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How to prevent injuries in 2018?

Posted on January 29th, 2018 by Andries Lodder

Here are the best exercises for your body to stay injury-free.

By Xavier Mc Creanor

Injuries such as sprains, strains, tendonitis, and even broken bones are all consequences of living an active lifestyle. With the right knowledge and preparation, many injuries can be reduced or entirely prevented.

There are two classes of injuries: traumatic or acute and cumulative or chronic. Traumatic injuries are those accidents that happen in sport or daily life. Cumulative injuries relate to tissue damage that occurs over time because of repetitive strain. These types of injuries creep up and may be a function of poor posture, faulty movement patterns, or improper training form.

To prevent an injury, you need to be physically prepared. We advise you to include the following into your training programs for injury prevention.


Flexibility refers to the range of movement in a joint or series of joints, and length in muscles that cross the joints to induce a bending movement or motion. Flexibility varies between individuals, particularly in terms of differences in muscle length of multi-joint muscles.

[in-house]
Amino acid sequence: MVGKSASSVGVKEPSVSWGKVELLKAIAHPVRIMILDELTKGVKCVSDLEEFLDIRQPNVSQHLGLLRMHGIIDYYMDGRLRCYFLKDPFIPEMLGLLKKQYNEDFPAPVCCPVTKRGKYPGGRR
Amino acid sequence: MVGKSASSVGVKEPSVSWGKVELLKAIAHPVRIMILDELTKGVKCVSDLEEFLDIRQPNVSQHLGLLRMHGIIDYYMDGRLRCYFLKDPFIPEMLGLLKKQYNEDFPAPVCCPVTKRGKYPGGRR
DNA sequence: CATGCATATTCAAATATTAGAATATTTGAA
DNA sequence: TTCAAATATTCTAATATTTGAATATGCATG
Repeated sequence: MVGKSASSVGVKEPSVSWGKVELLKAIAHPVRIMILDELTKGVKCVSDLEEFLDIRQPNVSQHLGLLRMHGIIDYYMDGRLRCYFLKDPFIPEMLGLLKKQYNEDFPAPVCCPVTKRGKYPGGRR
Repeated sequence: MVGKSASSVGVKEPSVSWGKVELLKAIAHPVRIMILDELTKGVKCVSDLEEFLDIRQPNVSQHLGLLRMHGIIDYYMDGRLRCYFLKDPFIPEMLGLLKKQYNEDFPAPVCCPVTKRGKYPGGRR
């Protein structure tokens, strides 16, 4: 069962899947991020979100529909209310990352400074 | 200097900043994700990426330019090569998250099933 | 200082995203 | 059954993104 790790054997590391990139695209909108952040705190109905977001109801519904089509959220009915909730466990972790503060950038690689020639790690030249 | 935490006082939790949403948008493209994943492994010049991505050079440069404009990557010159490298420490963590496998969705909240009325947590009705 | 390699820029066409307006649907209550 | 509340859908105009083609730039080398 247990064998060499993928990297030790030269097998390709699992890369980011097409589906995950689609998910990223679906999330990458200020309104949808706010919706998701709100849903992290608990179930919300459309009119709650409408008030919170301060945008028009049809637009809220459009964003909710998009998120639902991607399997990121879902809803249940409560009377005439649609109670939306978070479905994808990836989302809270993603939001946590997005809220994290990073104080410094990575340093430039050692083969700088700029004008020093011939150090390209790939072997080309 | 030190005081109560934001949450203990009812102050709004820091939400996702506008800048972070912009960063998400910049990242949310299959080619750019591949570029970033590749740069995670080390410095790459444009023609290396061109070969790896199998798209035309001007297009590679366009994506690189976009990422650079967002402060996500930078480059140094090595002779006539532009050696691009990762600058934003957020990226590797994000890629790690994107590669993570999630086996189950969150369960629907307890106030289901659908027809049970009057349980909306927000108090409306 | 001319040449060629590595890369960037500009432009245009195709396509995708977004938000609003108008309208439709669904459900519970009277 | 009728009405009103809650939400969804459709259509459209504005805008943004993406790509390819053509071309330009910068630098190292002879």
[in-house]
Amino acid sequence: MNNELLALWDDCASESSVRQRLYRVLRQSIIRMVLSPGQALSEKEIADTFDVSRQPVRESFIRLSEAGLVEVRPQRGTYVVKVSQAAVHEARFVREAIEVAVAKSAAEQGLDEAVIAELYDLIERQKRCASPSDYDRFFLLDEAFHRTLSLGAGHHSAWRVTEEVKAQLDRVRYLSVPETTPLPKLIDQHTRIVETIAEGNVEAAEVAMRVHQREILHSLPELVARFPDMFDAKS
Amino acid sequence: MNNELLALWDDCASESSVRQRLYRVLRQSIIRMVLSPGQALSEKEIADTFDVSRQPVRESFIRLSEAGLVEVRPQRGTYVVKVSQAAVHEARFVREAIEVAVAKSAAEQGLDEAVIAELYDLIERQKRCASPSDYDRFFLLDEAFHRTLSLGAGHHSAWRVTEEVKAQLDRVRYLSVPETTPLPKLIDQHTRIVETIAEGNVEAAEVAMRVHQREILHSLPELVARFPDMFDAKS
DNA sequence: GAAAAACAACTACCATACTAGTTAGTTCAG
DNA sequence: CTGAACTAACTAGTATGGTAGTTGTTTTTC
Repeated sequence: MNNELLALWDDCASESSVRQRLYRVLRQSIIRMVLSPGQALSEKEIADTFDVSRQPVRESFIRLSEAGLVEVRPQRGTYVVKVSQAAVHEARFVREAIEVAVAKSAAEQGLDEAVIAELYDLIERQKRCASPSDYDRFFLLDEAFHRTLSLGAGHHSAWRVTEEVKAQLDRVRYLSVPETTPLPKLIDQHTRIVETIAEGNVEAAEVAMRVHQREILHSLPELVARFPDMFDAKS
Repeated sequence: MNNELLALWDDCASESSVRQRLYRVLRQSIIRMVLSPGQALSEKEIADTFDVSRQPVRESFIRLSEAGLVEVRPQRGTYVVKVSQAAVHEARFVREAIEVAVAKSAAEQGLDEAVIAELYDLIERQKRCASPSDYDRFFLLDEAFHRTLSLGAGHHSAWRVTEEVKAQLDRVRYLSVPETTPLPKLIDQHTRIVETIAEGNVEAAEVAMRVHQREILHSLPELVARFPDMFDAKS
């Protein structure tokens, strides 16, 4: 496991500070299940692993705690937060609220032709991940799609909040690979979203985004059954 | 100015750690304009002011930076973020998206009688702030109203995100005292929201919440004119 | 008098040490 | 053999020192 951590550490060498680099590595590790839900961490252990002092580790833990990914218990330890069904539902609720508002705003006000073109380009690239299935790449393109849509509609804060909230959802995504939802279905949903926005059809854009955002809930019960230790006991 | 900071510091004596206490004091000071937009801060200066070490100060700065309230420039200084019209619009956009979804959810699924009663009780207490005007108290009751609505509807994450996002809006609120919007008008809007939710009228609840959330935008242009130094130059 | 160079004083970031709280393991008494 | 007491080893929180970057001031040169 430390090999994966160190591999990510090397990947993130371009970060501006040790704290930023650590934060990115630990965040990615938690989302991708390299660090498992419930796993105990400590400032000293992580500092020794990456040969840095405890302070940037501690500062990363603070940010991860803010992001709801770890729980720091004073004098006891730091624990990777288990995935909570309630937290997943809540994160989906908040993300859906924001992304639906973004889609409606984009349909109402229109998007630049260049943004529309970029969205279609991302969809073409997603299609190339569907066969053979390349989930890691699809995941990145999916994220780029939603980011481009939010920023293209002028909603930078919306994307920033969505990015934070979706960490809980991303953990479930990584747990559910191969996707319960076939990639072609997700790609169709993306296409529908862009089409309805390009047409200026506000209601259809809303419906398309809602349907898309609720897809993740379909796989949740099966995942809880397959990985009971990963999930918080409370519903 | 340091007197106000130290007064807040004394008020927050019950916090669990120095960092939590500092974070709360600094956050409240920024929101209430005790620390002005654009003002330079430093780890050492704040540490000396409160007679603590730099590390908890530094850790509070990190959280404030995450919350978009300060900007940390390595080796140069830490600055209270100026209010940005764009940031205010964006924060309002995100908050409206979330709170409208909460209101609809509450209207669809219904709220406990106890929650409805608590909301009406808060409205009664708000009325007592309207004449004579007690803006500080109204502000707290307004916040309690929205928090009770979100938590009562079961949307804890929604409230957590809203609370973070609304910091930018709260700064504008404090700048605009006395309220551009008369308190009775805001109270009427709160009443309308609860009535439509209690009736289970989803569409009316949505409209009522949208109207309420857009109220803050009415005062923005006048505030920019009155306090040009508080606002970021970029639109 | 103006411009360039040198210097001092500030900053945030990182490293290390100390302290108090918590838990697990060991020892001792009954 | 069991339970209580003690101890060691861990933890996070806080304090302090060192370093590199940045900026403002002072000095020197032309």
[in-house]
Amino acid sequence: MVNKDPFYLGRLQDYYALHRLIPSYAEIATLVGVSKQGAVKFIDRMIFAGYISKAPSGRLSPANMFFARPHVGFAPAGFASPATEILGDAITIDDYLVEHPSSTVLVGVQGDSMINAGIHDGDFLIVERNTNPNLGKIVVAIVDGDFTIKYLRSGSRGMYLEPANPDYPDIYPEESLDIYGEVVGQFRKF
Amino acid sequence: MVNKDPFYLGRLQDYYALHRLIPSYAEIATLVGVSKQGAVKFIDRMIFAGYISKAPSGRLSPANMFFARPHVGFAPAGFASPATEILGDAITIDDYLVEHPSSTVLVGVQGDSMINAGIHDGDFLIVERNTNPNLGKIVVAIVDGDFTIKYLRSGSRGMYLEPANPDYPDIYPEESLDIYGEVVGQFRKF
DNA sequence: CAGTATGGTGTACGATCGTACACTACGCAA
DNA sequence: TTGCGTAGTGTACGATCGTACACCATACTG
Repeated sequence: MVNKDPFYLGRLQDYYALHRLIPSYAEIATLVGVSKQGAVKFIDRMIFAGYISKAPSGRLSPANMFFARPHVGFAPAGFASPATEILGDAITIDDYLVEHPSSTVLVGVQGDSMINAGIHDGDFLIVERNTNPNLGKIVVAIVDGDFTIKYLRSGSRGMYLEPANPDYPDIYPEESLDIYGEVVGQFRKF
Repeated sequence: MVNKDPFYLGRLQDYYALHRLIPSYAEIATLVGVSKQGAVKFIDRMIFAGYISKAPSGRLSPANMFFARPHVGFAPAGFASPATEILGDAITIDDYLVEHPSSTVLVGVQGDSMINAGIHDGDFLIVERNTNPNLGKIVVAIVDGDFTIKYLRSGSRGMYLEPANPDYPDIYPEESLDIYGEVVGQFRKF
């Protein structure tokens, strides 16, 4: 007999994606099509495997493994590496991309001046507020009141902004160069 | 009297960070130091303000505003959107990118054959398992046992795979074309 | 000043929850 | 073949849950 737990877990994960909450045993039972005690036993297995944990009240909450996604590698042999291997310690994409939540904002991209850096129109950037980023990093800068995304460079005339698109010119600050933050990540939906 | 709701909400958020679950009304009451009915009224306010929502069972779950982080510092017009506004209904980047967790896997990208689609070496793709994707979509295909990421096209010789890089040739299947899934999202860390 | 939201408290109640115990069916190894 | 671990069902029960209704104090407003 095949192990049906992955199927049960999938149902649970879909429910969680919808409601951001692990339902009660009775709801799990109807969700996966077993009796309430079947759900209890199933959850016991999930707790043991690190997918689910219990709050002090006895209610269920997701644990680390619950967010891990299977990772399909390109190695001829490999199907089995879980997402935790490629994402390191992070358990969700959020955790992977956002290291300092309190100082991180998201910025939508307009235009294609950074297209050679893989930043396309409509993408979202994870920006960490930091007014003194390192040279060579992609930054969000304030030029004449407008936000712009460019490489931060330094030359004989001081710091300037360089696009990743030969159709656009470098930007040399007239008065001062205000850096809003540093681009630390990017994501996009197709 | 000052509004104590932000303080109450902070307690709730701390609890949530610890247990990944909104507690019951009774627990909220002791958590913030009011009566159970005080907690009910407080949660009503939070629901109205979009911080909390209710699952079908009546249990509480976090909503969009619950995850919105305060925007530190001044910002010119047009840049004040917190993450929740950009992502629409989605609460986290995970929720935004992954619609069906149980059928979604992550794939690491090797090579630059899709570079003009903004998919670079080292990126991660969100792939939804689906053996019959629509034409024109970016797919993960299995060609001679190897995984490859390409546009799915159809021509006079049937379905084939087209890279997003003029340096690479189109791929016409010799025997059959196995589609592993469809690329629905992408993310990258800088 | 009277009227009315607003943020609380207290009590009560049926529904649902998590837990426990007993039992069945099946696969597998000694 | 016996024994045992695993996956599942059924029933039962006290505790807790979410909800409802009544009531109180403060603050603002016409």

Our advice: Spend at least one 5-minute session per training session on stretching, preceded by a thorough warm-up.


Strength is the maximal force you can apply against a load, power is proportional to the speed at which you can apply this maximal force

Our advice: Include two or three 30-minute strength training sessions with weights per week.


Balance is an ability to maintain the line of gravity (vertical line from centre of mass) of a body within the base of support with minimal postural sway. Sway is the horizontal movement of the centre of gravity even when a person is standing still.

Our advice: Single-leg balancing on the bosu-ball (or balance mat for beginners)  is a great balancing exercise and can be included in your everyday workout session. Do 3 sets of 30 seconds on each leg.


Agility is the ability to change the body’s position efficiently, and requires the integration of isolated movement skills using a combination of balance, coordination, speed, reflexes, strength, and endurance. We recommend that agility exercises should be performed only by a trained individual or under the supervision of a exercise health care professional (Biokineticist).

Our advice: Include one agility exercise at least once a week in your training session.



The ability to exert a maximal force in as short a time as possible, as in accelerating, jumping and throwing implements.

Our advice: A burpee plus a 10-meter sprint is an excellent combination for power generation. Include five in a row twice a week.


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